So, these days, everybody professes the desire to be an ethical consumer (well, everybody I know, but I live in Seattle). The way to put this into action, they believe, is to buy fair trade. And while I am not opposed to fair trade, it seems to me that in the case of chocolate, we have forgotten that it is only the most recent attempt in a long history of industrial ethics. For chocolate makers - the big ones, anyway - have always been concerned with making life good for people, beyond selling them a candy bar.
The big news this week is that US food giant Kraft made a bid to take over Cadbury company in Britain. Kraft’s $16.7 billion offer was rejected by Cadbury’s board; now it seems that US-based Hershey has the money to bid for its British rival as well.
Now, frankly, if I were the British consuming public, my biggest fear at this potential takeover would be of a dystopic future world in which all Cadbury chocolate tasted like a Hershey bar. (Look, I don’t hate Hershey. But, as everybody knows, all non-Americans think it tastes like puke.) So far, however, no one has expressed this fear.
Rather, the most compelling story I have seen is a video about what will happen to Bournville, the model town built by Cadbury’s Quaker founders, when scary, unethical foreigners come to take over. For the Cadbury family were an ethically minded, god-fearing lot who wanted to spread the love of not only chocolate, but of a healthier, happier, moral life.
This is the part of industry history that has been forgotten. The Cadburys were no doubt in business to make money; the profit motive was there, and this meant the usual ethical degradation when it came to certain safety and sourcing standards.
But there was also the explicit intention to bring the good life to people when most lived in squalor. In the 19th century, when the big chocolate makers were getting started, the industrial revolution was at its height. The British factory world was not an especially nice place: sickness and disease were rampant, streets were lined with raw sewage, air choked with the smoke of industrial stacks. Plumbing, lights, and running water were not the norm, for anybody.
In the middle of all this, Cadbury established Bournville Village, a place where its factory workers could live in tidy homes, surrounded by green grass and clean air. The town had sports fields, a school, parks, a lake, and swimming pools in an era when everyone else lived in filth. Today, Bournville remains a vibrant community, where residents live quiet, suburban lives, there is no public house to buy alcohol, and there is not a single take-out restaurant.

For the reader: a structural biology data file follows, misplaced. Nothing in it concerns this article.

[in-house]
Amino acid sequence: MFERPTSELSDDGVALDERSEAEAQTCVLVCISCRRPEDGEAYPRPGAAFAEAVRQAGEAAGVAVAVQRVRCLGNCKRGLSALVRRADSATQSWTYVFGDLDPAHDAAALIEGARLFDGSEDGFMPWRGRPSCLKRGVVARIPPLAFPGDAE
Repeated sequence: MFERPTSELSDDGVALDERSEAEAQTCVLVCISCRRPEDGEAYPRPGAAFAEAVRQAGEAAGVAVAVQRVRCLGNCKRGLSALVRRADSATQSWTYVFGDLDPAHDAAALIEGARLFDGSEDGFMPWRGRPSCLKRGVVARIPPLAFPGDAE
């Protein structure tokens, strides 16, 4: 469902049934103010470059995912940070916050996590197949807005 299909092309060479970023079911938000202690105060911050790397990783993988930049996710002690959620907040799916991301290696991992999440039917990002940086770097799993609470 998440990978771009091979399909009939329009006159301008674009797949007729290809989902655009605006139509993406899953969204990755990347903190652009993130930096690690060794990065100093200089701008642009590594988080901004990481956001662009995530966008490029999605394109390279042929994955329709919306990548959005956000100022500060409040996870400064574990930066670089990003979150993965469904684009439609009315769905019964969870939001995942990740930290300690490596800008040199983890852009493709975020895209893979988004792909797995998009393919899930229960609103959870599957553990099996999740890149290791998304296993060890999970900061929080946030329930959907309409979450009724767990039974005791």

Cadbury did other ethical things, too. While it resisted for many years, the company eventually became the most significant chocolate maker to boycott cocoa produced in São Tomé, at the time the world’s biggest supplier, when it became clear that its plantations were run by slave labor. More recently, when I was in Ghana doing my PhD fieldwork, I saw signs dotting the rural areas, announcing water wells and pumps and other development projects to benefit cocoa farmers, all supported by Cadbury.
Today, the residents of Bournville are worried that if a foreign company takes over, particularly Kraft, the ethics of their beloved company and town will erode. Perhaps this is not unfounded. But should it be Hershey who makes the successful bid, however, I think they might have less to fear.
For Hershey built a model town, too. It’s called Hershey, and it’s in Pennsylvania, and the founding mission was much the same as for Bournville: build a place where factory workers could live in comfort and health, enjoying modern amenities and a community that adhered to strict rules of moral self-governance. Milton Hershey himself used to stroll through town, checking that there weren’t any riff-raff disturbing the tranquility with bad behavior, like public drunkenness.
When Hershey died, he left the majority shares of his company to Hershey Trust, guardian of the Milton Hershey School for orphans and under-privileged boys (today girls attend too). This means that the huge, billion-dollar Hershey company exists primarily to serve the interests of poor children; and indeed, their school lavishes more resources on each child than any other in the country.
All this is not to say that these ego-maniacal efforts to control worker morality is the ideal route to a better world for us all. My point is not that Cadbury and Hershey got it right in their attempts at making life good; far from it. I mean, I personally would not want to live in either Bourneville or Hershey. If I’m going to live in a place where I can never drink or order in, I want at the very least an unlimited supply of chocolate delivered to my doorstep every day. And I don’t think that’s part of the program.
Rather, my goal is to make it clear that the chocolate industry has had a significant history of ethical practice. Its giants did what they believed right at the time: in the squalor of industrialization, a clean and healthy home mattered. Beyond that, they tried to extend good self-governance and an ethics of care into their communities, farmer regions, and beyond.
Today’s attempts at ethical consumerism are not the trailblazing revolution that we like to believe. Rather, they are the most recent articulation of what should count as good practice, in what is at heart an exploitative industry. There is no black-and-white when it comes to ethics in chocolate. Even the big baddies have tried - and succeeded - to do some good.